Michael Yon, an independent journalist and former Green Beret, is in Afghanistan reporting on the war against Al Qaeda terrorists and the Taliban. Here is a portion of his latest dispatch exclusively for FOXNews.com.
SANGIN, Helmland Province, Afghanistan -- Orders are given before every operation. The orders filter down through various unit levels involved, until each platoon finally receives its specific mission.
The concept for this mission came down from the 2 Rifles Battlegroup (battalion) to the companies, including elements of the Afghan National Army and their British counterparts from the Welsh Guard, and down to each 2 Rifles platoon involved.
So for any mission there might be literally dozens (or more) orders and rehearsals until each man and woman knows the perceived enemy situaton, their specific tasks, and much more.
While soldiers here at FOB Jackson received orders, undoubtedly pilots and others, stationed far away, perhaps on an aircraft carrier or even farther afield, were finalizing related plans.
On 23 July, the afternoon before the mission, a call came into headquarters that two British soldiers had been wounded by two IEDs, and that the American helicopter medevacs known as “Pedro” had been called to extract the casualties.
Pedro is a potent morale booster; British soldiers know that their American brethren in the medevac helicopters will come for them anytime anywhere, guns blazing if needed.
Medevac is dangerous work; earlier this month, a bomb detonated, killing and wounding soldiers from 2 Rifles, and when they moved to prepare for medevac, another bomb exploded.
In all, five soldiers were killed and many wounded. Yet the soldiers know that if they can get their buddies while still alive onto Pedro, chances for survival are dramatically increased.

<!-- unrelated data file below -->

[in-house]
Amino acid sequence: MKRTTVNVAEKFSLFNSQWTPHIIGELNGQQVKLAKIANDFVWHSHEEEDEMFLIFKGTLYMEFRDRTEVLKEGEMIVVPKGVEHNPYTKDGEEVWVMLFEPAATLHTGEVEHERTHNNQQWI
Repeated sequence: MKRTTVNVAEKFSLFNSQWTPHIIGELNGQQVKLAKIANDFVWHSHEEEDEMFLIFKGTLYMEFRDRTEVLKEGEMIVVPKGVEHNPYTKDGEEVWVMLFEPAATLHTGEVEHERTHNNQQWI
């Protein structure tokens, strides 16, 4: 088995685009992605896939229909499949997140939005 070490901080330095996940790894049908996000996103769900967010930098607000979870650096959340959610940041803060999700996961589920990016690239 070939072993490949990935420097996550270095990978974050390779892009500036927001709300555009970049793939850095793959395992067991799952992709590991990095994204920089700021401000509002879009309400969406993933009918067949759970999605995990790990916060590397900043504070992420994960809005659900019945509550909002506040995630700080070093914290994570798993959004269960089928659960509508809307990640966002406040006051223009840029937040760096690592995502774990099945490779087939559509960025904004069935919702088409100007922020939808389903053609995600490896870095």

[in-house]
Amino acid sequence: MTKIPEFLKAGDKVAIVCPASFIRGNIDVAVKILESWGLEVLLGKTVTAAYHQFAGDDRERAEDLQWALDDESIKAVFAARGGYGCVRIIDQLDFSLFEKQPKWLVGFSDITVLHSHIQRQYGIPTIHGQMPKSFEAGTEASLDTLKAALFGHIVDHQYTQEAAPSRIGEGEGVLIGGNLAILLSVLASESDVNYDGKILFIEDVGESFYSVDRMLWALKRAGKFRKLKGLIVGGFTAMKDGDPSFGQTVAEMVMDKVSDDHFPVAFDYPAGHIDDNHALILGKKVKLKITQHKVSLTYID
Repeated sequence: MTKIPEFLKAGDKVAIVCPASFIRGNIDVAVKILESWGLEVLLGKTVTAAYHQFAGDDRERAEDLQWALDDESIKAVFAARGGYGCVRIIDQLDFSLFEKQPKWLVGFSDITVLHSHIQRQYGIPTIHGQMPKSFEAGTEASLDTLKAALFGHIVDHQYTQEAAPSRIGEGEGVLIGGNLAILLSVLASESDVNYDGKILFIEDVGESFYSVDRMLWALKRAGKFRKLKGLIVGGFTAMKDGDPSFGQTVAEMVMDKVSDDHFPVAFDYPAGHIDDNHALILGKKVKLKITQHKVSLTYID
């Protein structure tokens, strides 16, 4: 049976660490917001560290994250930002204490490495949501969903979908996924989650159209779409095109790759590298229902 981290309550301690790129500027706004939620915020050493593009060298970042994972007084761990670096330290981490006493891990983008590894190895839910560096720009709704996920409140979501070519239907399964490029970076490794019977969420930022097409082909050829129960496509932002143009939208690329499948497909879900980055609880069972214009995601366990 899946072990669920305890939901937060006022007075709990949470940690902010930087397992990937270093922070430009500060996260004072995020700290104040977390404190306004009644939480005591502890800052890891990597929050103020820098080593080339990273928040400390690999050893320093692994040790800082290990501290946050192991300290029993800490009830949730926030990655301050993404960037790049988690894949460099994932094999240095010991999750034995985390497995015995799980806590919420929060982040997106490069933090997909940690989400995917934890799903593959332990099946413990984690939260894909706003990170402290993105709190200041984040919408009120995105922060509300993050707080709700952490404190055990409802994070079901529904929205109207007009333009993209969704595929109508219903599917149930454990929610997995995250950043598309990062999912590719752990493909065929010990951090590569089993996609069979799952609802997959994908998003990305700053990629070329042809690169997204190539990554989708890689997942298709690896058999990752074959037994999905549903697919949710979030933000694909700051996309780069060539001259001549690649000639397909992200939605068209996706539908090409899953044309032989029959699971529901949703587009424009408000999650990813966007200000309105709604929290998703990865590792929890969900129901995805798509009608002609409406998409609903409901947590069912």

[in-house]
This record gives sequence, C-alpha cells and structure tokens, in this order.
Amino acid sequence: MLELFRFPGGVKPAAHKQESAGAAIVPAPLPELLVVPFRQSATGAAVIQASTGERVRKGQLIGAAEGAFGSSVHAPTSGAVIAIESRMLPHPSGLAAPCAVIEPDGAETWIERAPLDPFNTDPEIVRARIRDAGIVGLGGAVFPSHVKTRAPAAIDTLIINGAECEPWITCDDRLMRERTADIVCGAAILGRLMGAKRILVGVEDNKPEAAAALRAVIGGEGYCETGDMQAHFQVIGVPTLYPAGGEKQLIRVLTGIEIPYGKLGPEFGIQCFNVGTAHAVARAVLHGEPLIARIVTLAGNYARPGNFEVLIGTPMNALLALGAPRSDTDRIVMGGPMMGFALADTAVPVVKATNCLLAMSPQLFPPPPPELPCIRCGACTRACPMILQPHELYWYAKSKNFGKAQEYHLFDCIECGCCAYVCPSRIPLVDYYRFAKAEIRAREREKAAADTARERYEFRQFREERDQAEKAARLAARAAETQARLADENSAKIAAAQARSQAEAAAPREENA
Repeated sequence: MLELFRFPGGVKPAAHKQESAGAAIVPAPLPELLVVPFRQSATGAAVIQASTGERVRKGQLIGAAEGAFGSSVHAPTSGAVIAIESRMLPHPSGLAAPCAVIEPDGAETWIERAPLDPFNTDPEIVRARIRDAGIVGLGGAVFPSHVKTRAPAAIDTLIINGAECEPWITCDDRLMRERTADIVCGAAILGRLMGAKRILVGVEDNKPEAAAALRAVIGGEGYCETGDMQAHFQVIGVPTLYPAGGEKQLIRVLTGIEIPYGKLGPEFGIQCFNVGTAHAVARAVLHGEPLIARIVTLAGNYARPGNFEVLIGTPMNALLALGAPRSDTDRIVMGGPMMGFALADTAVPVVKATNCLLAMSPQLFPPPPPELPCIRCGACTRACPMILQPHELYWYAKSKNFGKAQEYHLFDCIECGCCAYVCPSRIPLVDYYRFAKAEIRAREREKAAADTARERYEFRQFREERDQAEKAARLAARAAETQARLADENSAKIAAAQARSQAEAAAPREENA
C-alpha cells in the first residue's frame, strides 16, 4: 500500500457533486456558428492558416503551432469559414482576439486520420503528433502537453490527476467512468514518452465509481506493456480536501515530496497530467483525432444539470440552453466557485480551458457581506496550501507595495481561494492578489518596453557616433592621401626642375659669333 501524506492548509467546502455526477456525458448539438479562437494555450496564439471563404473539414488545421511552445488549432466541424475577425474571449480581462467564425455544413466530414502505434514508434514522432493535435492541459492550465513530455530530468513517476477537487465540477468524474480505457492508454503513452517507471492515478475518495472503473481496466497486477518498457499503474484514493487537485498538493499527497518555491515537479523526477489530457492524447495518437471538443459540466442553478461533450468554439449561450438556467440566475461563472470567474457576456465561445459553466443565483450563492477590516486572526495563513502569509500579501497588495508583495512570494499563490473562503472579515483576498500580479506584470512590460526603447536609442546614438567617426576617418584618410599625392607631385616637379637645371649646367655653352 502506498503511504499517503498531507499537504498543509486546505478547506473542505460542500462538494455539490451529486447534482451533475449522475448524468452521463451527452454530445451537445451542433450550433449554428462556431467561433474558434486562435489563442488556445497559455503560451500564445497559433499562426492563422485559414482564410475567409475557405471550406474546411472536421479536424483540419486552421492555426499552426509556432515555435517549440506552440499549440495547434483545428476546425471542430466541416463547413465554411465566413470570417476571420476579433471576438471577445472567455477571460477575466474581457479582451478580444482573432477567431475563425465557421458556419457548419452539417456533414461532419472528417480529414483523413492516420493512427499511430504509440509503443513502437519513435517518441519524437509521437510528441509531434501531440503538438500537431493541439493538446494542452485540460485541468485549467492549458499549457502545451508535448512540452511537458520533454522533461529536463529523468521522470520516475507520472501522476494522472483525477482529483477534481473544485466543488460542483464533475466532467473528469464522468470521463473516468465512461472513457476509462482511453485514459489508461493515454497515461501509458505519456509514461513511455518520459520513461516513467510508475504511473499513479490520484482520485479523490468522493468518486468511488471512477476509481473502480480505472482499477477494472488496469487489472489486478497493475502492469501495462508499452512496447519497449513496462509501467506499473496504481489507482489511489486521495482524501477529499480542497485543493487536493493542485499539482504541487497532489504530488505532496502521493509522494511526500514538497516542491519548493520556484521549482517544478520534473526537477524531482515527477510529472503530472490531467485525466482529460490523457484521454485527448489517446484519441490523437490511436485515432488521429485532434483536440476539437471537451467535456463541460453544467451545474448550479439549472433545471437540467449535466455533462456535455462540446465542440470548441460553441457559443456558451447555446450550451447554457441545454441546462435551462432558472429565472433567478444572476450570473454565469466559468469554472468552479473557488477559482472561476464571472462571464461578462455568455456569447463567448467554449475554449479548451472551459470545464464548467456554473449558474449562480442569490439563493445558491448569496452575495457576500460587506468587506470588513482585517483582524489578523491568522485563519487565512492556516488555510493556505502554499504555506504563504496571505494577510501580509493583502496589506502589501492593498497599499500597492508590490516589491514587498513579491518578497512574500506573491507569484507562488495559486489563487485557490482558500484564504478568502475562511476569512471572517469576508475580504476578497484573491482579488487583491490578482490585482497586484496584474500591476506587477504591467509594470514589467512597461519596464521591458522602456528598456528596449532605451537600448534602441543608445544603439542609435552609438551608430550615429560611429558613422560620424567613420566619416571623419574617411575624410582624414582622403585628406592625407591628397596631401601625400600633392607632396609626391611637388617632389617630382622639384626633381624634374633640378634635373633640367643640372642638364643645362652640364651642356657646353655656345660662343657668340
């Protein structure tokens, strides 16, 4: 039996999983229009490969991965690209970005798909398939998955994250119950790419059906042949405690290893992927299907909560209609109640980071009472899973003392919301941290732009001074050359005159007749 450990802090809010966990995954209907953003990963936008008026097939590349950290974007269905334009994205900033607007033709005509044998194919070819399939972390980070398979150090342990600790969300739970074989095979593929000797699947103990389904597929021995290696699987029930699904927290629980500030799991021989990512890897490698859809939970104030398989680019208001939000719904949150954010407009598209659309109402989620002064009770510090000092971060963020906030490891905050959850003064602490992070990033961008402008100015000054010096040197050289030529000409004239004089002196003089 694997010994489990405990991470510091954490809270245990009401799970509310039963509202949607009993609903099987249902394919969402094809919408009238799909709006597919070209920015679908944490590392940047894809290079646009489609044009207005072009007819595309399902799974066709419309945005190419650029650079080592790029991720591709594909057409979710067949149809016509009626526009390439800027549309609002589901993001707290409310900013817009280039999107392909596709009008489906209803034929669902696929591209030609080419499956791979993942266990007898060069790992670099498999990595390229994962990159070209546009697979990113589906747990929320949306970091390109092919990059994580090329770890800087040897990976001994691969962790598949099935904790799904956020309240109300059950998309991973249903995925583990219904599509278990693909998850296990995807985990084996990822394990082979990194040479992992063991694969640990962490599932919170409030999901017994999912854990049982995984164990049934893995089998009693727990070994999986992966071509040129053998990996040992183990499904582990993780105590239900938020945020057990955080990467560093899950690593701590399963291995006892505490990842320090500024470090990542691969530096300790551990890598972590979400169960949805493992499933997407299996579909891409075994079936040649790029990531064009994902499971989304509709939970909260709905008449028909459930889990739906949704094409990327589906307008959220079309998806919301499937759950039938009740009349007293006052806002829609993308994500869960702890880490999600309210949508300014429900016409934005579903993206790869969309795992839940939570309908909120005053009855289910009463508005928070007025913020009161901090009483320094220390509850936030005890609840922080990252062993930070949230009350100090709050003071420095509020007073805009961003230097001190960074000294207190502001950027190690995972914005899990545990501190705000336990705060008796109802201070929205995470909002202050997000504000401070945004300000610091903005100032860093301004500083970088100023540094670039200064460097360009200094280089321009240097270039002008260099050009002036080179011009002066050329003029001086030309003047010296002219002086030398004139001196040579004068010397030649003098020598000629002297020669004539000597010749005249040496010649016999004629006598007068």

In addition to carrying outstanding medical crew, Pedro would roar back to Camp Bastion’s first-rate trauma center in about fifteen minutes.
Night or day, gunfight or not, Pedro will be there....
This is an active battlefield — even as I write these words on 27 July an Apache is firing down with its 30mm (killing four Taliban) nearby and combat occurs many times per day — and so this mission can only be described in general terms.
In broad strokes, the mission on 24 July was to bait the enemy to take certain actions, and there were multiple moving parts to our side, making it difficult for the enemy to keep track of our combat elements.
Though we would leave obvious boot tracks through fields and neighborhoods, our units split and went here and there, and so despite that the enemy had home field advantage, we could still achieve relative surprise for at least short periods.
As the soldiers quietly sweated and moved through the darkness, dogs barked in the night; the canines sometimes go nuts at quiet but high-pitched emanations from the metal detectors.